“Every moment is not great, and sometimes those are the moments in which you learn the most.” – Allyson Felix
Allyson Michelle Felix, is a Los Angeles, California-born track and field athlete known for being the most decorated woman in Olympic track and field history and the most decorated American in track and field history. Yet, with 11 Olympic Medals, 18 World Championship Medals, and 1 World Indoor Championship Medal under her belt, she still suffered injustice in the form of gender discrimination and loss of salary protection due to her pregnancy in 2018.
Allyson loves running, and she is good at it. Allyson once said, “Pursue your talent, not your passion.” While track and field may not be be her passion, and it does not define her, (she is very open about her faith defining her), Allyson pursued her talent fearlessly, and because “[she was] blessed with a gift.”
She was winning titles, and was one of NIKE’s largest ambassadors.
In 2018, Allyson Felix made the choice to start a family, knowing it would be a difficult decision because she was renewing her contract with NIKE that had ended in December 2017 (as per The New York Times.)
Felix gave birth to her daughter, Camryn, via emergency c-section, at 32 weeks due to severe pre-eclampsia in November 2018, a condition that can be life-threatening to both mother and baby.
In the months surrounding her daughter’s birth, Allyson felt pressure to return to her pre-pregnancy self. The negotiations with NIKE were not going well and NIKE only wanted to pay her 30% of her original salary.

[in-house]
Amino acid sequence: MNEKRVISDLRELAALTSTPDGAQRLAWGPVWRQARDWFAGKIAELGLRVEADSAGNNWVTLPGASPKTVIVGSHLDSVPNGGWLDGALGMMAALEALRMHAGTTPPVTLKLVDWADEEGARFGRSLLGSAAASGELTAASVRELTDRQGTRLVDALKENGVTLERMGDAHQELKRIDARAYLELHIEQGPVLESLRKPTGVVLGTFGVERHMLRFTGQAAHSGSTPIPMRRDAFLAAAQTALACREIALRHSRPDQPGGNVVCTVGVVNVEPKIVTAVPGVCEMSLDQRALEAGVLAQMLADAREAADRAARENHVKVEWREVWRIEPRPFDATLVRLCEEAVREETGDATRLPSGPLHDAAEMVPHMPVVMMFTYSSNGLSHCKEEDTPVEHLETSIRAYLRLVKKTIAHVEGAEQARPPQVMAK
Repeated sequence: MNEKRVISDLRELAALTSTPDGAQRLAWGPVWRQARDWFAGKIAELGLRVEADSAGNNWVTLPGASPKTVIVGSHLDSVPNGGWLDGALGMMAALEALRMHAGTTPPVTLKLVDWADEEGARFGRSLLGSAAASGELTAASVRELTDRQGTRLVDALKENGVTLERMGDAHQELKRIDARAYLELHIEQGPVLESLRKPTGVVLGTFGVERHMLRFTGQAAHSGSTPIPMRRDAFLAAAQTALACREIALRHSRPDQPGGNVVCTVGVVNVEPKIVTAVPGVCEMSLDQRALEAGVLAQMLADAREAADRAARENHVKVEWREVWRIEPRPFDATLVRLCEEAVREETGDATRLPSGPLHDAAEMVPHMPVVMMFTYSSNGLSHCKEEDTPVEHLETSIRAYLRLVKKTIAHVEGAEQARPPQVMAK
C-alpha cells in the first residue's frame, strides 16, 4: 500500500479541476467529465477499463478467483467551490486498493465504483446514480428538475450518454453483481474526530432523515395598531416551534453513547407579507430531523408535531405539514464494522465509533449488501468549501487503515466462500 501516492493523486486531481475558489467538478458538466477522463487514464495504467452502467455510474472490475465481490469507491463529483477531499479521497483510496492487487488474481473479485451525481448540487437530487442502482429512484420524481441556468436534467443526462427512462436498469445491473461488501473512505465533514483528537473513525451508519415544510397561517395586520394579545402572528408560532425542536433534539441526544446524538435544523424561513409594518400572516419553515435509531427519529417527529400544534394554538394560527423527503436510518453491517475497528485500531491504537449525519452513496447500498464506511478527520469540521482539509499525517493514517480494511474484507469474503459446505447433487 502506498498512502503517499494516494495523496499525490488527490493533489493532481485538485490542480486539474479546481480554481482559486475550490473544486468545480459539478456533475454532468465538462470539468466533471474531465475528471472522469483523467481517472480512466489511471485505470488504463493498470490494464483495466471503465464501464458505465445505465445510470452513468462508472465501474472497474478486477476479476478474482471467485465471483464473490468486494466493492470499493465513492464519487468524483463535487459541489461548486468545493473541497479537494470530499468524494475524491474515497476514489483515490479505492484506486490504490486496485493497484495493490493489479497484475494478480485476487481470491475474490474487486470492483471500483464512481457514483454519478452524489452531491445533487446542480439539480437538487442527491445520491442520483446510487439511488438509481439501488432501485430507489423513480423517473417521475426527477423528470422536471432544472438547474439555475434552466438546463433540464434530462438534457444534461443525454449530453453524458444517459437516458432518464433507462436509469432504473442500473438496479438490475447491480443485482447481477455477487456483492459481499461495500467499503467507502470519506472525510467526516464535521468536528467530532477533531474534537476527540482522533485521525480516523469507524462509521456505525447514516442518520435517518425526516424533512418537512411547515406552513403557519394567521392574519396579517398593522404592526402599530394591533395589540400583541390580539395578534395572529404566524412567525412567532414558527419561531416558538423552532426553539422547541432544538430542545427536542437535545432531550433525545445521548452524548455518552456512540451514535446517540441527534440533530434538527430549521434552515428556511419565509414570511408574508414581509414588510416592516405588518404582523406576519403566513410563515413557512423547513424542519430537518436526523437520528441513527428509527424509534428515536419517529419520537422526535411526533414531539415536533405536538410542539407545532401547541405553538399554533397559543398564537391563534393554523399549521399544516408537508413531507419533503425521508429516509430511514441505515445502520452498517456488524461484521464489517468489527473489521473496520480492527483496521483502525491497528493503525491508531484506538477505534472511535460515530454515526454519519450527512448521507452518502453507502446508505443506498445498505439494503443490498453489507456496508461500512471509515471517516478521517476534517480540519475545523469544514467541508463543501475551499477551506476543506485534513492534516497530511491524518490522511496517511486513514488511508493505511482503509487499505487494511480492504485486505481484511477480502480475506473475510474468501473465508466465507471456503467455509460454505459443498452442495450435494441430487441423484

According to the New York Times Allyson said that she could accept what NIKE said she was worth financially, but she did not accept that she had to be back to pre-pregnancy form and having to perform at her best in the months surrounding childbirth after just having an emergency c-section.
Allyson was standing up for herself and everyone in the industry surrounding maternity. She did not think it was ethical or right that anyone would be expected to perform the same way before giving birth as they would afterwards. Allyson wanted NIKE, and the athletic industry, to put in measures so that athletes wouldn’t be punished for performing differently post-pregnancy.
There are now a number of athletic brands and sponsors that protect female athletes pay during pregnancy, and women with children. Some of those companies are: Burton and Nuun.
Since Allyson ended her contract with NIKE, they have also changed their maternity policy to better protect their female athletes. While Felix is pleased with the change, she hoped it could have come sooner.
This month is Women’s History Month and here at The In Trive we wanted to take a moment to commemorate some amazing women who are doing extordinary things! Our in-house contributor Kelsey Erynn helps us highlight these special women along with sharing some lessons that we all can learn from them. Check it out and enjoy! xoxo – CP